A Key to Happiness at Great America

Great America

Still on summer blogging break, but I had a thought that I wanted to get down. The boys and I were at Great America’s Boomerang Bay yesterday.

I forgot to bring a book, so while the boys were playing in the kiddie pool, I people watched. I was trying to empathize with strangers by mimicking their body language and face expressions in my mind. What I noticed is that a majority of people at this theme park were not happy!

Fox smiling with green tongueOf course the kids were happy, but many of the parents and mature adults looked stressed, irritated, or burdened. Truth be told, it was near 100 degrees outside and all the pool chairs in the shade were taken, but we were in California on a beautiful summer day.

So I tried to zero in on people with smiles on their faces. I categorized the happy people into four main groups—singers, dancers, talkers, and sympathetic joyers. Everyone singing and dancing were having a great time. Those who were talking to others also seemed to be enjoying themselves. The happiest people in the park, however, were the ones who were soaking in the joy of others, usually their children.

In Buddhism, we have the four divine emotions—metta (lovingkindness), karuna (compassion), mudita (sympathetic joy), and upekkha (equanimity). I focus a lot on metta, karuna, and upekkah in my daily meditation practice, but I often forget about mudita.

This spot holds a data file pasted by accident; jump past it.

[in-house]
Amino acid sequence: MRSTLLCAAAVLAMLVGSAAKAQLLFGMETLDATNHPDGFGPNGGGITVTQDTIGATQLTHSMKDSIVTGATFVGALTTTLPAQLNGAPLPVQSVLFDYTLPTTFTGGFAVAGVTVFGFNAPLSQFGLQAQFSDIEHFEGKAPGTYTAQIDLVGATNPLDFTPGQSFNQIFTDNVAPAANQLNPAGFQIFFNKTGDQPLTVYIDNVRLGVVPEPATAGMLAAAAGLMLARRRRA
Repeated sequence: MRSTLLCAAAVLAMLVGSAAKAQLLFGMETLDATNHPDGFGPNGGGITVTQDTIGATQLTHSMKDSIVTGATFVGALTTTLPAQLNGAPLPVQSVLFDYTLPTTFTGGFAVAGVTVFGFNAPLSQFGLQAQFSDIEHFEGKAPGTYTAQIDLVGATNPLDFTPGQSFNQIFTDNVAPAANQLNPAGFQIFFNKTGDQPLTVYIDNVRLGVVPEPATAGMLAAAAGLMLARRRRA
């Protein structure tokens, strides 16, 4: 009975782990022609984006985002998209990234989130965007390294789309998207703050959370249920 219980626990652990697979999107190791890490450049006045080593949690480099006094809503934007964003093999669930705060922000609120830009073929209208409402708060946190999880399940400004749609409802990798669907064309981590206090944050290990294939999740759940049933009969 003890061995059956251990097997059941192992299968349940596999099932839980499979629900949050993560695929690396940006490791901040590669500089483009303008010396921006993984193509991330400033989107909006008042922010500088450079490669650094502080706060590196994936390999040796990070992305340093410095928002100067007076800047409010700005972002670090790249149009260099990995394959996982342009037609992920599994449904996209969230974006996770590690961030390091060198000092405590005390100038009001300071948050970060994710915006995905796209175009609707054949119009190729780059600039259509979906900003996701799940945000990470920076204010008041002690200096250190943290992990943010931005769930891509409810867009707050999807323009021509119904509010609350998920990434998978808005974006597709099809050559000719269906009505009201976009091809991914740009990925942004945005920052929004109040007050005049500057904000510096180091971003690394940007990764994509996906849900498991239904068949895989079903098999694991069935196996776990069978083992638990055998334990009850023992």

This day at the park reminded me of a few things. First, we have the choice at every moment to practice a divine emotion. Second, there is always opportunities to find happiness through sympathetic joy, especially around children.

From that moment on, I sucked in the joy of all the children playing in the water like a vampire in a blood bank. Actually, the legend of a vampire fits here. Vampires were supposed to be able to live forever by sucking on the blood of youth. I estimate that I’ve increased my lifespan by practicing sympathetic joy with my sons. Even if I don’t live longer, I will live deeper and happier.

I wanted to publish this post to remind me to choose sympathetic joy as much as possible. I hope your days are filled with moments of joy, both your own joy and the joy of others.


Blogging Break–Summer Vacation

I’ve taken both my sons out of school/daycare for the whole month of July. After forcing my son to do 21 pages of “optional” homework per week in kindergarten, I decided that my boys need a break. I’m following quantum physicist Amit Goswami’s advice on how to promote a creative mind by alternating doing and being–“do, be, do, be, do.”

Our attitude this summer vacation

Our attitude this summer–Just BE

So we are just going to BE in Nature, BE with family in Hawaii, and BE together.

Due to limited internet access and BEing with my sons 24/7, I will be taking a blogging break. I will still fulfill my responsibilities for Bloggers for Peace–reading and commenting on Peace Posts, creating and posting a Monthly Peace Challenge, and posting for Peace. I will probably be able to post a new article once a week, but I might be absent for days at a time as I teach my sons how to body surf, lay in the grass and wonder where clouds go to when they disappear, or go on bear hunts secretly hoping that a real bear never crosses our path.

I’d like to wish everyone a peaceful summer with lots of BEs and honey.

{{{Hugs}}} Kozo